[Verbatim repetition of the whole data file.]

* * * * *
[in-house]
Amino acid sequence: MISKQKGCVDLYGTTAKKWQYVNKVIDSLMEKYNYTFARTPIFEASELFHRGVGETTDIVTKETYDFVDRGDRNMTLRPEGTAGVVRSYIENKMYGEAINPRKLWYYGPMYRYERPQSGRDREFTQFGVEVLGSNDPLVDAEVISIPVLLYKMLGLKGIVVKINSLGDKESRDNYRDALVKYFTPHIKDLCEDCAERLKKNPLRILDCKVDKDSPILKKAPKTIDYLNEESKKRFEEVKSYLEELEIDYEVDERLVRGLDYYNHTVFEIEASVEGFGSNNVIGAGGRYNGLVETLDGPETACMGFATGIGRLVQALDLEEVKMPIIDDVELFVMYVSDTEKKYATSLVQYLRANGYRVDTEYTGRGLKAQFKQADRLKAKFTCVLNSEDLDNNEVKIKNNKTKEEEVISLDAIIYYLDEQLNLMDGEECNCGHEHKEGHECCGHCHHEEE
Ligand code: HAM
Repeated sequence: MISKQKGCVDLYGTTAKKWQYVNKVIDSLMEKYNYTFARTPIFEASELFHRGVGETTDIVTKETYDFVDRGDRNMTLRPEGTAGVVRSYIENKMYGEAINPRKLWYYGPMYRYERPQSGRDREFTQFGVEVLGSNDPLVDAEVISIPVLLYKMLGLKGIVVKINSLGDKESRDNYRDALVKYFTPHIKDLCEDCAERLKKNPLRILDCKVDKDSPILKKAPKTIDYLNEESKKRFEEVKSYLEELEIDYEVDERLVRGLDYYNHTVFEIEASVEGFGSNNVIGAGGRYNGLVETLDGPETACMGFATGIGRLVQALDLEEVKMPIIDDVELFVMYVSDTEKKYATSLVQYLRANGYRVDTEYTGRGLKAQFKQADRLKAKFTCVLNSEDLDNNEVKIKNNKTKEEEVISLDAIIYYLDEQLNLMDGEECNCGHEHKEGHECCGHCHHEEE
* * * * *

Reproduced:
[in-house]
Amino acid sequence: MISKQKGCVDLYGTTAKKWQYVNKVIDSLMEKYNYTFARTPIFEASELFHRGVGETTDIVTKETYDFVDRGDRNMTLRPEGTAGVVRSYIENKMYGEAINPRKLWYYGPMYRYERPQSGRDREFTQFGVEVLGSNDPLVDAEVISIPVLLYKMLGLKGIVVKINSLGDKESRDNYRDALVKYFTPHIKDLCEDCAERLKKNPLRILDCKVDKDSPILKKAPKTIDYLNEESKKRFEEVKSYLEELEIDYEVDERLVRGLDYYNHTVFEIEASVEGFGSNNVIGAGGRYNGLVETLDGPETACMGFATGIGRLVQALDLEEVKMPIIDDVELFVMYVSDTEKKYATSLVQYLRANGYRVDTEYTGRGLKAQFKQADRLKAKFTCVLNSEDLDNNEVKIKNNKTKEEEVISLDAIIYYLDEQLNLMDGEECNCGHEHKEGHECCGHCHHEEE
Ligand code: HAM
Repeated sequence: MISKQKGCVDLYGTTAKKWQYVNKVIDSLMEKYNYTFARTPIFEASELFHRGVGETTDIVTKETYDFVDRGDRNMTLRPEGTAGVVRSYIENKMYGEAINPRKLWYYGPMYRYERPQSGRDREFTQFGVEVLGSNDPLVDAEVISIPVLLYKMLGLKGIVVKINSLGDKESRDNYRDALVKYFTPHIKDLCEDCAERLKKNPLRILDCKVDKDSPILKKAPKTIDYLNEESKKRFEEVKSYLEELEIDYEVDERLVRGLDYYNHTVFEIEASVEGFGSNNVIGAGGRYNGLVETLDGPETACMGFATGIGRLVQALDLEEVKMPIIDDVELFVMYVSDTEKKYATSLVQYLRANGYRVDTEYTGRGLKAQFKQADRLKAKFTCVLNSEDLDNNEVKIKNNKTKEEEVISLDAIIYYLDEQLNLMDGEECNCGHEHKEGHECCGHCHHEEE